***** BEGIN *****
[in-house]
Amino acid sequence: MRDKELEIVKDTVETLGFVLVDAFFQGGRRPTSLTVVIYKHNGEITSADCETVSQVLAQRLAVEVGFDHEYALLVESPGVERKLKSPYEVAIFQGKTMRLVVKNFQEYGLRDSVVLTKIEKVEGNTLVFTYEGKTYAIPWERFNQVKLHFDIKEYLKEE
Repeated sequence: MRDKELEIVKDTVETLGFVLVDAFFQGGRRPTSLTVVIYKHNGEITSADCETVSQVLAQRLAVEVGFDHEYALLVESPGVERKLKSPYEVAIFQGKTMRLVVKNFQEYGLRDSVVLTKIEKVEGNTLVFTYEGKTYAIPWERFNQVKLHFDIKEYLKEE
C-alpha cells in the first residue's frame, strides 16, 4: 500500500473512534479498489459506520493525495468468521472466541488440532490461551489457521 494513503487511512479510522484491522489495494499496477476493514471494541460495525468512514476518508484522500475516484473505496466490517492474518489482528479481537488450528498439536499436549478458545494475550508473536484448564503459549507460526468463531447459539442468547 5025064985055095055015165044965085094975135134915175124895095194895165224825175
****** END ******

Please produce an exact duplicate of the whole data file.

[in-house]
Amino acid sequence: MRDKELEIVKDTVETLGFVLVDAFFQGGRRPTSLTVVIYKHNGEITSADCETVSQVLAQRLAVEVGFDHEYALLVESPGVERKLKSPYEVAIFQGKTMRLVVKNFQEYGLRDSVVLTKIEKVEGNTLVFTYEGKTYAIPWERFNQVKLHFDIKEYLKEE
Repeated sequence: MRDKELEIVKDTVETLGFVLVDAFFQGGRRPTSLTVVIYKHNGEITSADCETVSQVLAQRLAVEVGFDHEYALLVESPGVERKLKSPYEVAIFQGKTMRLVVKNFQEYGLRDSVVLTKIEKVEGNTLVFTYEGKTYAIPWERFNQVKLHFDIKEYLKEE
C-alpha cells in the first residue's frame, strides 16, 4: 500500500473512534479498489459506520493525495468468521472466541488440532490461551489457521 494513503487511512479510522484491522489495494499496477476493514471494541460495525468512514476518508484522500475516484473505496466490517492474518489482528479481537488450528498439536499436549478458545494475550508473536484448564503459549507460526468463531447459539442468547 5025064985055095055015165044965085094975135134915175124895095194895165224825175